Soulful Sounds Warm a Frigid Friday Night in Columbia City (Photo Gallery)
It’s too hasty to really say that Seattle’s in the middle of some sort of original soul-music renaissance, but the groundswell’s right there for everyone to see and hear.
Wheedle’s Groove (the CD comp and the documentary) opened up the door a few years ago by shining a spotlight on Seattle’s fertile 1960′s and ’70′s R&B heyday, and the recent successes of Allen Stone and Pickwick have proven that even the most jaded hipsters can find their bodies and hearts swayed by the right groove. Great dance music’s nothing new in Seattle, of course, but soul music built around singers with the chops to sing it and the nuance to deliver it sans American Idol-esque up/down vocal fuckery? Not exactly the most plentiful of commodities in general.
The folks at Sound on the Sound, that smartest of smart local-music-blog cookies, understand. They programmed a great evening of soul-inflected pop at Columbia City Theater Friday night, with an unerring ear and likely without one eye cocked at some perceived Burgeoning New Scene. It’s too early to know if lives were changed, but booties were shaken. And in this town, that in and of itself is pretty momentous.
Prom Queen may not’ve been the most obvious opener for a night of R&B-flavored music, but that didn’t make the sounds she generated any less than awesome. This solo project from musician/comedienne Leeni veers away from the video-game blip pop that won her notoriety amongst the gaming community, placing her metaphorically but squarely into the moodily-lit corner of a fictitious bar in some old crime drama. Her sparse, mournful style seems born from a place where broken dreams and dark passions swirl just beneath a shadowy surface (not for nothing did the event poster dub her style ‘Lo-Fi David Lynch’). Leeni/Prom Queen accompanied her plaintive singing with guitar and occasional (self-programmed-and-played) pre-recorded symphonettes. Best of all, she augmented her battery of sultry original material with ingenious arrangements of modern pop songs: Anyone who can polymorph the bloated Guns ‘n Roses power ballad, “November Rain,” into a gorgeous film-noir exhortation of hard-won hope earns canonization papers from this corner.
Middle-slotter Lucas Field seemed a little rattled by some pre-set technical bugs, but quickly brought things home with some easy-grooving, very seventies-flavored pop. Field used to be in indie-rock band Low vs. Diamond, but he’s been cutting his teeth as a soul musician fronting his combo at South Lake Union’s Laadla restaurant for about a year now. The steady gigging shows. He worked the keyboards with the swing of Stevie Wonder or Billy Preston Friday, and his current crop of original songs–warm and affectingly funky, all–displayed more character and distinction than his old band’s material ever did. His band’s imaginative take on the Shuggie Otis/Brothers Johnson psych-soul classic “Strawberry Letter 23” pretty much sealed the deal, too. Tiffany Wilson–a singer whose effortless voice suggested a less affected, more subtly sensual Mary J. Blige–proved the most effective secret weapon of an already-tight ensemble. More please, guys.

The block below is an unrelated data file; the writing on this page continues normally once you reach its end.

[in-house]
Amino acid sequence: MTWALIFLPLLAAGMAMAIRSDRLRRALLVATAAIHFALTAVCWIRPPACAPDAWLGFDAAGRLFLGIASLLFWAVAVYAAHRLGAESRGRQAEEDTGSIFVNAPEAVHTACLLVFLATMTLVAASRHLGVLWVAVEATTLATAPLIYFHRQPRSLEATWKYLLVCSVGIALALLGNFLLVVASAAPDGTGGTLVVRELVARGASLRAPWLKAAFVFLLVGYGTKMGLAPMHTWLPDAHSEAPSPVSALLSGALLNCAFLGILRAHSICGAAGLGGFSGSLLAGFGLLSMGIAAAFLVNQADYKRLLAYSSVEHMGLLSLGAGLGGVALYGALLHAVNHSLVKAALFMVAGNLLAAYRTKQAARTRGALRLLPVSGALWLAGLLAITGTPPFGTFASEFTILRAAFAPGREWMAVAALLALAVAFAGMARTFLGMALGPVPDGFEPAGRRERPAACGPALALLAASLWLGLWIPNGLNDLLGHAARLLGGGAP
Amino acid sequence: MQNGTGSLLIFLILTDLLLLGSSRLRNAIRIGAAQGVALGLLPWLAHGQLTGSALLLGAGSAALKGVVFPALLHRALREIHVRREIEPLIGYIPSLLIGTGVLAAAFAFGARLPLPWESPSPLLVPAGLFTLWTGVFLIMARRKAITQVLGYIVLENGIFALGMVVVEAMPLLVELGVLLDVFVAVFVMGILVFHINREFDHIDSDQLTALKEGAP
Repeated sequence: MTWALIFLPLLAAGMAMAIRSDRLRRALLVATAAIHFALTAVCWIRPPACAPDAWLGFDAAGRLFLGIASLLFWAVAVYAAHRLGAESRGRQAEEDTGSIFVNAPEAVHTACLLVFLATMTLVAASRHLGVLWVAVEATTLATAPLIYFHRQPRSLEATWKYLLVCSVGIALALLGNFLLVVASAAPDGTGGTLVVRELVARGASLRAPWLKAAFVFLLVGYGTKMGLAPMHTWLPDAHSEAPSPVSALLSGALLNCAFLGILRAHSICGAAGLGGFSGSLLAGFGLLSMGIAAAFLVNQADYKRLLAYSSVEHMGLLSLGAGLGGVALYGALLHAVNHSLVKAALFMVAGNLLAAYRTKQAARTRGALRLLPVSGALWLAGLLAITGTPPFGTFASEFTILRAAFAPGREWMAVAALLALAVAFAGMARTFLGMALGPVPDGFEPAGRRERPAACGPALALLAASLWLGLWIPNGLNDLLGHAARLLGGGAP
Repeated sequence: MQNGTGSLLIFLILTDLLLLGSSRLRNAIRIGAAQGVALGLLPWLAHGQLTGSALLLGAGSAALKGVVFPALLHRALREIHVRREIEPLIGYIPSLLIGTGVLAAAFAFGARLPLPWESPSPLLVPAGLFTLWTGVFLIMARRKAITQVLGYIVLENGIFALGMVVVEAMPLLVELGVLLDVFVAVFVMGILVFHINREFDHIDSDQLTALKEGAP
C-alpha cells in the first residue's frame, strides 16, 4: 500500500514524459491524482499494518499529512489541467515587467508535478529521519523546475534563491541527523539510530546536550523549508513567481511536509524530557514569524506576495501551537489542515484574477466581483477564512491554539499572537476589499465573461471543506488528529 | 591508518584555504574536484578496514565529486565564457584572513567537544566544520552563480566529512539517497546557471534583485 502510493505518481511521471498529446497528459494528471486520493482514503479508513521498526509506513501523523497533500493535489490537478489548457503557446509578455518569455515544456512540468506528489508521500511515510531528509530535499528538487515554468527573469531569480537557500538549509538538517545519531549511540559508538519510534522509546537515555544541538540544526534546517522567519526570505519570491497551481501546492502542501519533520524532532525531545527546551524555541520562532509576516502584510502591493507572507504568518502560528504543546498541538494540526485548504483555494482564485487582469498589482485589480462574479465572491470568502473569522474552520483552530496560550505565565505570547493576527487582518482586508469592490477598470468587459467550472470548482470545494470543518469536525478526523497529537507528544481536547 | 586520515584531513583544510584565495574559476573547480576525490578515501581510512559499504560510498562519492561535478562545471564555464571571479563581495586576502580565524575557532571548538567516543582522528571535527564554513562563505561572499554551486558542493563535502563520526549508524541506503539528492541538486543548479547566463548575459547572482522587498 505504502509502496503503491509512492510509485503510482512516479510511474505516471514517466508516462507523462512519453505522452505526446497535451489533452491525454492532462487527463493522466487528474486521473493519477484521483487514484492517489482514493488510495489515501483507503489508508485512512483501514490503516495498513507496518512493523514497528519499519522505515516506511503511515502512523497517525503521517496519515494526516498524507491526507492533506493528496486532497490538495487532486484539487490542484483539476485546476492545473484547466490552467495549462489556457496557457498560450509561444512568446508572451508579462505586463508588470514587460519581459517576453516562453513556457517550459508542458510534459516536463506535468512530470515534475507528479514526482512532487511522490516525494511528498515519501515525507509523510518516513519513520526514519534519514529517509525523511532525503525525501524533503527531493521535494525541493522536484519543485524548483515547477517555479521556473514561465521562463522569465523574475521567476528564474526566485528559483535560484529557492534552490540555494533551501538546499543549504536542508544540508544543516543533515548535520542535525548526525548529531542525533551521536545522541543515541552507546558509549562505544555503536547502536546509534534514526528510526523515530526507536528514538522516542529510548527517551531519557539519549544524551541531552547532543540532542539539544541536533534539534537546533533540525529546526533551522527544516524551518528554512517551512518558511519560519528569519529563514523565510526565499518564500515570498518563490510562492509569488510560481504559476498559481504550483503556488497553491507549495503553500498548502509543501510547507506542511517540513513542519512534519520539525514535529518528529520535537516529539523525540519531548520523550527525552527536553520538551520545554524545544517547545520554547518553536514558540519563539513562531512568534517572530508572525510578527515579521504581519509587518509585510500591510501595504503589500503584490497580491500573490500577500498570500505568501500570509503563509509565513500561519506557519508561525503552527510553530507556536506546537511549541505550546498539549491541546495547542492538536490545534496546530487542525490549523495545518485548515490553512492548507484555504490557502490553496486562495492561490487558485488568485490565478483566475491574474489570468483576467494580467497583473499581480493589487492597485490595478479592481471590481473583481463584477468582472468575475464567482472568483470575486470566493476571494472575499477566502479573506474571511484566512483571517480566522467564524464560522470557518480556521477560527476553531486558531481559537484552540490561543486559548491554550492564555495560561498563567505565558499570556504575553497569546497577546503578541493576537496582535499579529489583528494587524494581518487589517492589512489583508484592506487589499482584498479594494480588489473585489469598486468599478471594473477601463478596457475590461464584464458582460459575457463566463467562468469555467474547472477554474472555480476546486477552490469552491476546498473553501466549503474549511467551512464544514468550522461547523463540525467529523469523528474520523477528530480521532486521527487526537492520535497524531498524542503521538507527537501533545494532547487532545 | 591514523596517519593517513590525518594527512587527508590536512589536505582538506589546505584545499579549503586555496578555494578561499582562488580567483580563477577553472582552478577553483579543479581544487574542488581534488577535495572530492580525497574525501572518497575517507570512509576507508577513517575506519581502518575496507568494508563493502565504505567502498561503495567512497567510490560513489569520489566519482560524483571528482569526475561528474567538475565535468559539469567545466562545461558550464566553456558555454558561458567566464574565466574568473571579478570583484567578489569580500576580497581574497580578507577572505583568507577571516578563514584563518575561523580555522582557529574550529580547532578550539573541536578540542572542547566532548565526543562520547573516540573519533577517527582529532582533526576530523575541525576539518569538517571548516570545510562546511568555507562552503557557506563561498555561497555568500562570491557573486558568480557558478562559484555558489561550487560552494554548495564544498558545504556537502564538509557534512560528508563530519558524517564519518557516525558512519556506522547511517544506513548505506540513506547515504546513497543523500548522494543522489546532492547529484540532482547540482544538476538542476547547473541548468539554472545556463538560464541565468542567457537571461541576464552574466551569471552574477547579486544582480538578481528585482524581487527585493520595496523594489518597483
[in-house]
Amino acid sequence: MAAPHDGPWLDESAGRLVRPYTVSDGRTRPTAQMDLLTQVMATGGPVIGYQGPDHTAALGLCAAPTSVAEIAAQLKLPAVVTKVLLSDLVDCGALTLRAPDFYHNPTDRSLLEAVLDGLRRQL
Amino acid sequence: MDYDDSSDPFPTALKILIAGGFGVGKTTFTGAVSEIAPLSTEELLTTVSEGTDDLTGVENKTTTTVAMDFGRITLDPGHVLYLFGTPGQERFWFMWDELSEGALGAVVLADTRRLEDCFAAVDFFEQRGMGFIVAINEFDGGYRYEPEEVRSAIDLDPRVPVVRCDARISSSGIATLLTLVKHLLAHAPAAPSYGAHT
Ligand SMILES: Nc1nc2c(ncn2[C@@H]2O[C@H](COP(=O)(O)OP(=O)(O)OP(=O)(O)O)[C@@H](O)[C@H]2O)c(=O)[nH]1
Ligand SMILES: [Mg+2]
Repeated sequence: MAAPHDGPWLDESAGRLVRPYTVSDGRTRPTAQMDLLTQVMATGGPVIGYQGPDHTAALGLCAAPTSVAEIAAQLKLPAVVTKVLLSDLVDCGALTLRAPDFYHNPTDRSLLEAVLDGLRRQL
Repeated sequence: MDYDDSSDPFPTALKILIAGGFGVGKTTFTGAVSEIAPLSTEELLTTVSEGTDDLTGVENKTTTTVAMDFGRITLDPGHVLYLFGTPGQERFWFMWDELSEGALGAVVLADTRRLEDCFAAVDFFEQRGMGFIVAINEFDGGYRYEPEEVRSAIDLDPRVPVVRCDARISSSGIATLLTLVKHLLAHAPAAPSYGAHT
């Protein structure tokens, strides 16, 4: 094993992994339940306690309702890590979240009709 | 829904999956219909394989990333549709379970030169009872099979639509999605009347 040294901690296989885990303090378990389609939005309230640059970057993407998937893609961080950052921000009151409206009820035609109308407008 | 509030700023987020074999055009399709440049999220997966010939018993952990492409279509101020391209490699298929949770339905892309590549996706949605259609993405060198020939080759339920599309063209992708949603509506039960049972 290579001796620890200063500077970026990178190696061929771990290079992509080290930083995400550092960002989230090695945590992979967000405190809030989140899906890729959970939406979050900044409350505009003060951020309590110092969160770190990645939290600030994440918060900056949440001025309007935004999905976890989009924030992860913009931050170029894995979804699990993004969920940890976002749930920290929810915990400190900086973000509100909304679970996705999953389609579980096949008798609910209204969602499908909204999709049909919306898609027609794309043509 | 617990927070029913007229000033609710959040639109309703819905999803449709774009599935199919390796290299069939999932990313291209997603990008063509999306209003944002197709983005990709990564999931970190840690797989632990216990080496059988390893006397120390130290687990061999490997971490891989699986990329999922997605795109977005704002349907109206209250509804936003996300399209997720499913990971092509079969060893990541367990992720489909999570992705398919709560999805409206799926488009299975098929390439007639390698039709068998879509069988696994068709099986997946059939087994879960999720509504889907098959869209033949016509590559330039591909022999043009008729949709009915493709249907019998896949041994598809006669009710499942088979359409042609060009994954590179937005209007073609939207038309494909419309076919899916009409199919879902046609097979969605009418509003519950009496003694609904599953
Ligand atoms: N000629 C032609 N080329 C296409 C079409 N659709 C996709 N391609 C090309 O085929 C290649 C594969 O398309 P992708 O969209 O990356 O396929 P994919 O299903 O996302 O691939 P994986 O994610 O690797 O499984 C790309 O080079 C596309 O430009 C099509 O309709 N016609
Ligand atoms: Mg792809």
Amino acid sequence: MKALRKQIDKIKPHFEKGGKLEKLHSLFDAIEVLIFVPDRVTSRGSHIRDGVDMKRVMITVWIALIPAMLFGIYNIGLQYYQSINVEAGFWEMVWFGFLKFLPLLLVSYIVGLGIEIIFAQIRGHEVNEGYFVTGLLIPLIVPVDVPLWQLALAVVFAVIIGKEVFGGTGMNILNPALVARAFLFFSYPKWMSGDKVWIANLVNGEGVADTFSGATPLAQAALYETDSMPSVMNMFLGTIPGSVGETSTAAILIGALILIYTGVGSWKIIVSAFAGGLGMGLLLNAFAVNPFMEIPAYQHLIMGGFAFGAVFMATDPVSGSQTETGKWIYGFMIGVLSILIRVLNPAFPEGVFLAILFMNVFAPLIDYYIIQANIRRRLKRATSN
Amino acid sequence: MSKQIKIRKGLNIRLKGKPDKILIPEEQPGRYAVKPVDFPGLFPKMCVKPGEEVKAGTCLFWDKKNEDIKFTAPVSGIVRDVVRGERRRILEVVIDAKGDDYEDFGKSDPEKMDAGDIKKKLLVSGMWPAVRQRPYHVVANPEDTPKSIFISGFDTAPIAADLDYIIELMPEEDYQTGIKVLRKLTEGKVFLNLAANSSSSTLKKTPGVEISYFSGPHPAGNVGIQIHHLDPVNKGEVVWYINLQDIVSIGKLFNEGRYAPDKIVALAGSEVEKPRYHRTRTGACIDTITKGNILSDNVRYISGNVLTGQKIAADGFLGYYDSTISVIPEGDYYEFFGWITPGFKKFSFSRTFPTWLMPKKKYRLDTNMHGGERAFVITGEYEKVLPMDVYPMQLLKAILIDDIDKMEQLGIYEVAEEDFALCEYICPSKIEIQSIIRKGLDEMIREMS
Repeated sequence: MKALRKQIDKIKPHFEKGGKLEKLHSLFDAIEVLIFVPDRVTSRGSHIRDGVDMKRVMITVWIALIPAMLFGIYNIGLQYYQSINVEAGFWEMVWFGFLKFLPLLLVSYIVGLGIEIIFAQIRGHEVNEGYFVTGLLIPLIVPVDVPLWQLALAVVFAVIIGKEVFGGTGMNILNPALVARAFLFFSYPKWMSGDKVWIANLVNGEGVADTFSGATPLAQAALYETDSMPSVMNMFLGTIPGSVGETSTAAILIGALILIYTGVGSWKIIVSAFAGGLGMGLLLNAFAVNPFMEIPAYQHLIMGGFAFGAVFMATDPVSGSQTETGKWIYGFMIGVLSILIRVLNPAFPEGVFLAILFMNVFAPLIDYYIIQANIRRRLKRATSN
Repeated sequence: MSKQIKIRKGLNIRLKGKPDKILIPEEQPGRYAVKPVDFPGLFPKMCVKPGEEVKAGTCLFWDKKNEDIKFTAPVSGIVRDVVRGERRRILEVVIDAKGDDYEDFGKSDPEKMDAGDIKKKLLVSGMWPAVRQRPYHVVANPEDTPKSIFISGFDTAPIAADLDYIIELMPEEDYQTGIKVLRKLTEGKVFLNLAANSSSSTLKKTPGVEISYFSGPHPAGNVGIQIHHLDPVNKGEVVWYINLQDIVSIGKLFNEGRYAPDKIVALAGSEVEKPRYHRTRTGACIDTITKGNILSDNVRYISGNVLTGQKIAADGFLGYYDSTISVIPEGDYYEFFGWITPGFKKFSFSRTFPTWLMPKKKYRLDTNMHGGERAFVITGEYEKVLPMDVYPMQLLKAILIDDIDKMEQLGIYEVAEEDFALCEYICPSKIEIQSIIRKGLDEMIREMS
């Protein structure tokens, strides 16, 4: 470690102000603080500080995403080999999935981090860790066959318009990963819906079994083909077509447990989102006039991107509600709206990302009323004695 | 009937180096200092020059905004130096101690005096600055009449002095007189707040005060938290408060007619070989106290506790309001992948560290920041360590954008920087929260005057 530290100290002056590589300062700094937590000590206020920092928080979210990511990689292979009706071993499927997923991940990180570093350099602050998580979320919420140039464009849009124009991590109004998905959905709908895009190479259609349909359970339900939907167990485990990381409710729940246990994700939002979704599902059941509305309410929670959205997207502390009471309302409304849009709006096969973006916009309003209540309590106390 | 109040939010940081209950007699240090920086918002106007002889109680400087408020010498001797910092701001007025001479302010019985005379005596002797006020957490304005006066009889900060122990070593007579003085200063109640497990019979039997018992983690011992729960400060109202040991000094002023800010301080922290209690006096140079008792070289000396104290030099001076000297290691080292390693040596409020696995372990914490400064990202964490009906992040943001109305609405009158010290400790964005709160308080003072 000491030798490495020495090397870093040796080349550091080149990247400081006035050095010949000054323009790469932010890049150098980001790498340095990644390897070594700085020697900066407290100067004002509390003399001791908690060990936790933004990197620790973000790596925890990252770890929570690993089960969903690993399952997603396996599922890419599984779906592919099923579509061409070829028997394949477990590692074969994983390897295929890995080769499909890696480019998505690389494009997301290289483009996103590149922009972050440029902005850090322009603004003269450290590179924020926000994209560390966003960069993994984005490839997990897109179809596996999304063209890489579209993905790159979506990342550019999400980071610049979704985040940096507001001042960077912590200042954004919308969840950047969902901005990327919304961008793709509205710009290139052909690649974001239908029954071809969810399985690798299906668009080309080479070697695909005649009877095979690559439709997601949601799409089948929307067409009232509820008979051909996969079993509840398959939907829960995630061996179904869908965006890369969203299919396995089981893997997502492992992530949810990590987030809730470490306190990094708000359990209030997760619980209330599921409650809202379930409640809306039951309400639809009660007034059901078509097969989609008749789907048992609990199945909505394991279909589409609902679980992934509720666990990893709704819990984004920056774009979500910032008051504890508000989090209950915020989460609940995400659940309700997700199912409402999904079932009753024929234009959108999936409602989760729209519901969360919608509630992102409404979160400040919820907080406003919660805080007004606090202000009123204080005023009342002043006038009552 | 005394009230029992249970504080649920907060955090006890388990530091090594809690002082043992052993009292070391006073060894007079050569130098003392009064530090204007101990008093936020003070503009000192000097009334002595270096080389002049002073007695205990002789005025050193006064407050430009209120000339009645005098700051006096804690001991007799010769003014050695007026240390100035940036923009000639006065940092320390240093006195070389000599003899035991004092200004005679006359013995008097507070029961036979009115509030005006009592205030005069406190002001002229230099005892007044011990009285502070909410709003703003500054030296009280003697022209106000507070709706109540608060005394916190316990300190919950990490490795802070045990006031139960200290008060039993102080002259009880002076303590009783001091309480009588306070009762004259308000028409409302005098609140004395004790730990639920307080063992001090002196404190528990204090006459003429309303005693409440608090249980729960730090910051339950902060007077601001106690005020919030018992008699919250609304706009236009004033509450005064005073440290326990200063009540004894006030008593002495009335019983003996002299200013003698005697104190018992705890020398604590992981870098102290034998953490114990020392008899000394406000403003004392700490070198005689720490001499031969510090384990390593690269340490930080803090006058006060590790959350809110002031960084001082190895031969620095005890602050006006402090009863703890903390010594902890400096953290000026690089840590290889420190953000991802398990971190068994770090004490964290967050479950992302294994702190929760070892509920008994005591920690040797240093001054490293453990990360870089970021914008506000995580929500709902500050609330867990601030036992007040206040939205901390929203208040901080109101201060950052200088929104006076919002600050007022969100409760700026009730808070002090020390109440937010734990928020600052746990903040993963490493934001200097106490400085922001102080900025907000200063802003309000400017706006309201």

Shaprece has been paying her dues for the last two years as a vocal gun-for-hire with Mad Rad, Fresh Espresso, and Blue Sky Black Death (to name a few), but Friday night she proved she’s more than got the goods to conquer the world on her own, thanks. She’s a devastatingly complete package as an entertainer, with versatile and limber Alicia-Keys-inspired pipes, unforced onstage affability, girl-next-door good looks, catchy and creative original material, and the kind of charisma that could well translate to a huge audience.
Shaprece’s recorded output reveals a wealth of influences from hip-hop to orchestral pop to clattering breakbeat (the stuttering and brilliant “Dangerous” would make a better James Bond theme song than anything you’ve heard in a real Bond flick in the last ten years), but on Friday things hit a more elemental vibe. Her Friday gig was very much a family affair, with her dad Joshua Robinson contributing a rich bed of keyboards and sister Dee Dee matching her readily on backing vocals. The rest of her great backing band, meantime, swung in sweetly old-school funky style. Elements of Sade’s phrasing and cosmopolitan cool came to the vocal table, but with a welcome rush of earthy soulfulness: Unlike the aforementioned smooth-soul siren, Shaprece bleeds when she’s emotionally cut (and she’s not above firing a spliff on the awesome THC-hazed jam, “Lift,” either.).
None of the folks gracing CCT’s stage on Friday fit neatly into the revivalist-soul pigeonhole. Prom Queen’s take on girl-group sounds is imbued with wounded strangeness, Field offset his warm velour soul with engaging indie-pop tics, and Shaprece’s stylistic restlessness embraces the future with as much vigor as the past. But all three acts brought with them a refreshing reliance on honest-to-God vocal interplay (much of my evening was spent pressed to the voice PA, happily) and songs with some melodic meat to go with the rhythmic backbone.
I’m not going to begin to predict what this home-grown purple patch of groove’s gonna lead to. The Seattle soul revolution–if such a thing ever comes to pass–will not be blogged, programmed, or second-guessed to oblivion. Whether it becomes a full-on tectonic shift in Northwest music, or whether it just stays at a bubbling, booty-shaking simmer indefinitely, it’ll play through live; in the warmth of a club, with human beings singing and playing and dancing their desires and joys and pains. That’s what soul music’s all about, and what Friday encompassed, in a nutshell.